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Rocking the boat in Northumberland

The wild waterways of northern Northumberland feel like Wind in the Willows territory, perfect for a family canoeing adventure around the tributaries and teahouses of the Till

By Mark Rowe
Published 22 Jun 2017, 16:00 BST, Updated 8 Jul 2021, 15:36 BST
Rocking the boat in Northumberland
Rocking the boat in Northumberland

I look down at a map of the UK in my lap and pinch myself: we're canoeing with three young children on a river in the borderlands where England bumps up against Scotland. Here, in the far north of Northumberland, we are still in England yet some 50 miles north of the Anglo-Scots border over on the west coast. It's a remote and devastatingly beautiful patch of England, and proving surprisingly family-friendly.

We're navigating — with the considerable help of our guide Ollie Jay — the lower reaches of the River Till as it runs past the tiny village of Etal. The Till rises to the east of the Cheviots and drains much of the east and northern flanks of the mountain range. It's the only English tributary of the Tweed River, meandering and wending its way north to the join the mighty river on its journey to the North Sea.

Even so, the Till is idyllic and looks less like the wilds of the north than a stretch of a chalk river in Hampshire. Broad grassy banks are lined with oaks, alders, horse chestnuts and silver birch. The birdsong is deafening. We can see fish — sturdy, lead-hued trout — through the water. We hear the wheezing puff-puff of a steam engine and soon enough a miniature train emerges alongside, running parallel for a few minutes before veering away into the unseen fields.

We steer — bump, squeeze, clatter — our way through two sets of extremely mild rapids. When one canoe gets stuck Ollie shouts advice on how to work our way free: we end up going downstream backwards.

This is the sort of landscape where you expect to spot Ratty and Toad of Toad Hall. Instead we encounter kingfishers darting from bank to bank and pied flycatchers contorting mid-air to catch some of the thousands of mayflies and stoneflies that burst from the water's surface.

Ollie directs us to the shore where he points out otter footprints. "I love this, it's just really peaceful," says my eight-year-old, Oscar. Thomas, his older brother, gets up to peer over his shoulder, nearly capsizing the canoe. To Thomas' delight, Ollie shows him and Hannah (at 11 years old, my eldest), how to steer the canoe without an oar. This involves a technique called gunnel pumping where the kids stand on the stern of their canoes and perform a kind of aquatic squat thrust to create a modest tidal surge that gives the craft momentum. Somehow they both stay on the canoe and out of the water.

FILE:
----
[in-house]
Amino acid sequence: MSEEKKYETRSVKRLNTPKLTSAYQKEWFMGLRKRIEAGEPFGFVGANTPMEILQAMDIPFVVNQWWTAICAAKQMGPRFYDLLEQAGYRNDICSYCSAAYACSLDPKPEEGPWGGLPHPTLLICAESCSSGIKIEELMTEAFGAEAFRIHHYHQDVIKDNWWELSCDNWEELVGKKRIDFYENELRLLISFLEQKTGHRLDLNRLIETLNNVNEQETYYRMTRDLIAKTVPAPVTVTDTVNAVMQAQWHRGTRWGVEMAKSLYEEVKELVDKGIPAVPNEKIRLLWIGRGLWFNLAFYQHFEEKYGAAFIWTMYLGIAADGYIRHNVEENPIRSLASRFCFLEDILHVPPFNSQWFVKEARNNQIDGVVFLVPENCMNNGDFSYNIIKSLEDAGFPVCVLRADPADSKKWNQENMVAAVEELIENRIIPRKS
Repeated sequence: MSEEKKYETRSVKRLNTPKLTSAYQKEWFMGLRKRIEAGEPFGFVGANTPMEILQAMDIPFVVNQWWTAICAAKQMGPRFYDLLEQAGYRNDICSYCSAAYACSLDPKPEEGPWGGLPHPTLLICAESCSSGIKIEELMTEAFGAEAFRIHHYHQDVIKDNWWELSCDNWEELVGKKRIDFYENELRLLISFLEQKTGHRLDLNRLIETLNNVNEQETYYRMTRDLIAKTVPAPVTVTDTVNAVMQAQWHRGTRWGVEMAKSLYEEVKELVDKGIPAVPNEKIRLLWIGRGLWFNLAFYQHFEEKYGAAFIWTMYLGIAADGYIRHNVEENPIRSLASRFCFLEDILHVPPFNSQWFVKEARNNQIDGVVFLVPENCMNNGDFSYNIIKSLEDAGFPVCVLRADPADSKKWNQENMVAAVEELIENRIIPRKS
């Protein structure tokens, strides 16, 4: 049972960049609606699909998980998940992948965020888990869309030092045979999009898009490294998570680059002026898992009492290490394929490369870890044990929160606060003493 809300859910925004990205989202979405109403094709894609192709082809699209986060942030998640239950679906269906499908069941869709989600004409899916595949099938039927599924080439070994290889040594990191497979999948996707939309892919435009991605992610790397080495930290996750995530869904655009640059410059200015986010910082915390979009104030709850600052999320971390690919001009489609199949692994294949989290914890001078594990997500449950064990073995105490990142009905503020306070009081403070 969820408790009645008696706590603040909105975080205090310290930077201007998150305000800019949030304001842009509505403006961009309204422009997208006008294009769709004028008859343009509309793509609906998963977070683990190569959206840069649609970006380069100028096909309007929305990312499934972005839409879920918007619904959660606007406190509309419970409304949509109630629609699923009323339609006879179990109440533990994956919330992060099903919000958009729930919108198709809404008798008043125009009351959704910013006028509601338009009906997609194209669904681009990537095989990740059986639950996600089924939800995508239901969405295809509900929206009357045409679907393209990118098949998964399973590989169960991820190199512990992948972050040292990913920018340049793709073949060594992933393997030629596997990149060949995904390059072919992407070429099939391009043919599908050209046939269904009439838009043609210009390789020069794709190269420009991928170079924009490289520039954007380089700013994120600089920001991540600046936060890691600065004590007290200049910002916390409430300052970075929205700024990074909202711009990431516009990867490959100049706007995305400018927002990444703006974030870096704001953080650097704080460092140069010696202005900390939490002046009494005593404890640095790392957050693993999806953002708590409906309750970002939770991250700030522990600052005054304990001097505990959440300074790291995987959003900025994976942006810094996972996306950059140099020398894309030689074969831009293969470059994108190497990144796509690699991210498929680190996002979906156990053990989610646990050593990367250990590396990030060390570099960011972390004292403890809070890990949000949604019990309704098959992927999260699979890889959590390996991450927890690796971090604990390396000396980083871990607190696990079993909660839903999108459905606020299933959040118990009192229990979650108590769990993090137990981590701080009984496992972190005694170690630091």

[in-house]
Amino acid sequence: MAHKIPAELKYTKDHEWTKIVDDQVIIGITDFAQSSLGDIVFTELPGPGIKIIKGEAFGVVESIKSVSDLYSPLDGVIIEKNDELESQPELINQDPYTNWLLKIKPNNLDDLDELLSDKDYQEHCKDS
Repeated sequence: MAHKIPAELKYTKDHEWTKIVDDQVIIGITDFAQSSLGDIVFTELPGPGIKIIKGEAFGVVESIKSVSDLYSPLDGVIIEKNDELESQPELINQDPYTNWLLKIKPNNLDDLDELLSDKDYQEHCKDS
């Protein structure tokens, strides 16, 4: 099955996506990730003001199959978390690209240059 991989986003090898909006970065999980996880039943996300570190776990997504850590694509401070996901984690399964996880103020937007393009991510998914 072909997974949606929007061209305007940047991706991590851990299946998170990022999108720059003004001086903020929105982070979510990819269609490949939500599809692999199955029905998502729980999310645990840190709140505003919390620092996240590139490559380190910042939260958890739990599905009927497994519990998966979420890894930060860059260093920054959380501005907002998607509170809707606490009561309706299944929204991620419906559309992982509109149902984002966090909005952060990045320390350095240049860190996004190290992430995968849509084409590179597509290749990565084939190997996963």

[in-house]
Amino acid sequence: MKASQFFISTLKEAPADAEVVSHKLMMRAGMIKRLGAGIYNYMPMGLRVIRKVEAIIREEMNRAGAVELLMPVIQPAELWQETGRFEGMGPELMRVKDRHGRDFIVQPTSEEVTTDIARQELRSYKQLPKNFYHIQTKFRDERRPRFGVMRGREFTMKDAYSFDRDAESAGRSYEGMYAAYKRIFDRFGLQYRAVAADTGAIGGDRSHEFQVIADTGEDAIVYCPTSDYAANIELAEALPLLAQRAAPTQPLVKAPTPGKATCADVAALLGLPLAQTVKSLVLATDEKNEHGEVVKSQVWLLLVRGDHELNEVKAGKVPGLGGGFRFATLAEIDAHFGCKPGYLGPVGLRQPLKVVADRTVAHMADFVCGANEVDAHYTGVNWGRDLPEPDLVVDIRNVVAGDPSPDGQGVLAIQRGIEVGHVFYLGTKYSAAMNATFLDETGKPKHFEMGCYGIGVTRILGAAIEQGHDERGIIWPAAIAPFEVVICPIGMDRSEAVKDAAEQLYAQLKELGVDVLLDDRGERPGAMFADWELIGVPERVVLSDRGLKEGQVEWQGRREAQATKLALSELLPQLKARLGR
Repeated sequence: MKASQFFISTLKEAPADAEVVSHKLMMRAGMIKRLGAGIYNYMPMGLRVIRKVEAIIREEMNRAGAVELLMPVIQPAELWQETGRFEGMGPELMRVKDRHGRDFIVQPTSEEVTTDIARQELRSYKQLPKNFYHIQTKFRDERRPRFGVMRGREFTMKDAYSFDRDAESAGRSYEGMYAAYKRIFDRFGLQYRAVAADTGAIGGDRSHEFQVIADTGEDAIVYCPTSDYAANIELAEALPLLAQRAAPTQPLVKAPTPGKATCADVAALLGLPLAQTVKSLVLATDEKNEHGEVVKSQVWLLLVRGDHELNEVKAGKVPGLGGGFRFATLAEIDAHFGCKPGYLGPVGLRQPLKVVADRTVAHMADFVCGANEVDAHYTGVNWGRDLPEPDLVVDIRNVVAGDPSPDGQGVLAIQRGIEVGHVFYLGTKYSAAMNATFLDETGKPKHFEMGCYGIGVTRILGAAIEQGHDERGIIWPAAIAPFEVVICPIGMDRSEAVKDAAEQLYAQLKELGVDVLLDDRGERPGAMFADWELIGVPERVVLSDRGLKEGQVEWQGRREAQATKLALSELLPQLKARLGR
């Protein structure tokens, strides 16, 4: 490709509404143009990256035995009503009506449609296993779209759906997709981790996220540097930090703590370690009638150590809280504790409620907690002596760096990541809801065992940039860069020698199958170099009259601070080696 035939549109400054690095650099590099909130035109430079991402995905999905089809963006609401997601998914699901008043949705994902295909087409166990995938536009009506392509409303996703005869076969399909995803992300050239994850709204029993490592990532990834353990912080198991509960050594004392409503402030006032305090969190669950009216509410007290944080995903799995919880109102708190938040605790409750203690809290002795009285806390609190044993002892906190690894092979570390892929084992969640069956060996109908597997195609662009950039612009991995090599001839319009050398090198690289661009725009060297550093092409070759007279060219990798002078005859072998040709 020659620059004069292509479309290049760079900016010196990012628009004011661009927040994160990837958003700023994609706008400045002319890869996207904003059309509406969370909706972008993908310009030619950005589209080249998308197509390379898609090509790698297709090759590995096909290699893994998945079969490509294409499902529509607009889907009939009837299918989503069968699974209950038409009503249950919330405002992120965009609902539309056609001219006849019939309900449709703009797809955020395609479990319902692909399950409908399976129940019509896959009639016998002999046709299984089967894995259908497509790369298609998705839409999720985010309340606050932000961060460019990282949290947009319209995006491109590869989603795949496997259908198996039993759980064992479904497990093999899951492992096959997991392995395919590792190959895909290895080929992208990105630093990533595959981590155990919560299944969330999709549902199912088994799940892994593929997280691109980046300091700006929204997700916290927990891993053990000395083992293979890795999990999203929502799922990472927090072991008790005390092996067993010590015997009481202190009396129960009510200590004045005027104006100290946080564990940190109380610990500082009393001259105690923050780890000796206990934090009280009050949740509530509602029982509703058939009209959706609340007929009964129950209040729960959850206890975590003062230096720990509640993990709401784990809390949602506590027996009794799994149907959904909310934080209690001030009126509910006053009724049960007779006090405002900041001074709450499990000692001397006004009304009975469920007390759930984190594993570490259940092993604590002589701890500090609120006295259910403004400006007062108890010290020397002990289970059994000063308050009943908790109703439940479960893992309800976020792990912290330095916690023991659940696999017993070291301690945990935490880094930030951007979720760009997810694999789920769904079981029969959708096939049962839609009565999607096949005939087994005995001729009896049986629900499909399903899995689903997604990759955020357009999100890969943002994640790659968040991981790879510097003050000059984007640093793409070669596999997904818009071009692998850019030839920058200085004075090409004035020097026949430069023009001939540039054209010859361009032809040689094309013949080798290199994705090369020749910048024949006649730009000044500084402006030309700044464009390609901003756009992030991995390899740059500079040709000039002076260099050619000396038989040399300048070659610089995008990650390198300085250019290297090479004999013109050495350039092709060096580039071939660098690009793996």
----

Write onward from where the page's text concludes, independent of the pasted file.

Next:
As they pick up speed Ollie intervenes before they make a break for Scotland.

We return to the weir and to Etal village, which has a delightful village green and a modest but stark ruined castle. North Northumberland and the Etal estate are a long way from anywhere, even from other places in Northumberland (it's the best part of an hour to the coast at Alnmouth and 90 minutes to Newcastle). Yet it's worth bringing the children all the way and bearing the long car journey. There's a sense of isolation to the county that you don't really get in any other English county; there is countryside to explore where your kids can be kids without being scowled at; and a dramatic castle seems to lurk around every corner of the lonely roads.

Inland at the town of Alnwick we fell in love with Barter Books, just about the best second-hand bookshop I've ever visited. Housed in a former railway station, it's cavernous, stocked with books-in-demand rather than those no one wants and has a fine but not pretentious cafe offering cinnamon toast and mini-pizza-sized biscuits for the kids. Our children settle into large cushions and work their way through piles of old Beanos and relatively fresh copies of Philip Pullman novels. Perhaps a dozen other children are doing the same. It's as though screens never happened.

At the coast we explore Embleton Bay, playing on the vast sands of a gorgeous crescent-moon beach. Dunstanburgh Castle at its southern edge ticks all the boxes for children: another wild location, handsomely damaged and a sheer cliff where they can put the wind up their parents. On its north side we walk beneath towering, crenulated rock ledges. We learn the castle stands on the remnants of a volcano: Northumberland has certainly lit a fire in them.

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